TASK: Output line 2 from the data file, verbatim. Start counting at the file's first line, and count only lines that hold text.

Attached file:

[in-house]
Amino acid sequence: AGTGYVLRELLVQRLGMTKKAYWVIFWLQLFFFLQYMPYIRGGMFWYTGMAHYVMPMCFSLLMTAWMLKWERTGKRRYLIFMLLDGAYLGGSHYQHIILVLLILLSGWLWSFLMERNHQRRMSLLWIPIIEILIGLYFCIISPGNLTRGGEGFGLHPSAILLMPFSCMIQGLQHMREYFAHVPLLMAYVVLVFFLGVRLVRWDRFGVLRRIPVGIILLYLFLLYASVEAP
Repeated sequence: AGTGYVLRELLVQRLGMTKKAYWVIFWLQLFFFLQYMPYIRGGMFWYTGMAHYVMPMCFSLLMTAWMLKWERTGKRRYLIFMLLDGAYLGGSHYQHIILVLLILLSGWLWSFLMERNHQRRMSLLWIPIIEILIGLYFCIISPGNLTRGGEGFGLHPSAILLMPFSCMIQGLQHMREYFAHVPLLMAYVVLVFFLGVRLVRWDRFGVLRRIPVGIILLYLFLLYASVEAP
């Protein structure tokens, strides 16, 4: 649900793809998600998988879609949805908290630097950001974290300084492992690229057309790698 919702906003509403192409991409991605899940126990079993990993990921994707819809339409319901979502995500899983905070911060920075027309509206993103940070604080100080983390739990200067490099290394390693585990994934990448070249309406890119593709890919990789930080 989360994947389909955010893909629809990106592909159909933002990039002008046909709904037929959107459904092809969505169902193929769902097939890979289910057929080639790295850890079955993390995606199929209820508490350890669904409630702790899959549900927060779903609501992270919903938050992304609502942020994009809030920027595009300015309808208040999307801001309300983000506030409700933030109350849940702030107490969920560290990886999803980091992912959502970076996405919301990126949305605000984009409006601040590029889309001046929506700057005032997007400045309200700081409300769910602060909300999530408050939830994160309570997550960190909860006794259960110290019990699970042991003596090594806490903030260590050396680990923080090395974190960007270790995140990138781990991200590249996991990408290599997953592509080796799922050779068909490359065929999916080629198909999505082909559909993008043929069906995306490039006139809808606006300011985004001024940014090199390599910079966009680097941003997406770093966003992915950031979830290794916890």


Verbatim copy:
Amino acid sequence: AGTGYVLRELLVQRLGMTKKAYWVIFWLQLFFFLQYMPYIRGGMFWYTGMAHYVMPMCFSLLMTAWMLKWERTGKRRYLIFMLLDGAYLGGSHYQHIILVLLILLSGWLWSFLMERNHQRRMSLLWIPIIEILIGLYFCIISPGNLTRGGEGFGLHPSAILLMPFSCMIQGLQHMREYFAHVPLLMAYVVLVFFLGVRLVRWDRFGVLRRIPVGIILLYLFLLYASVEAP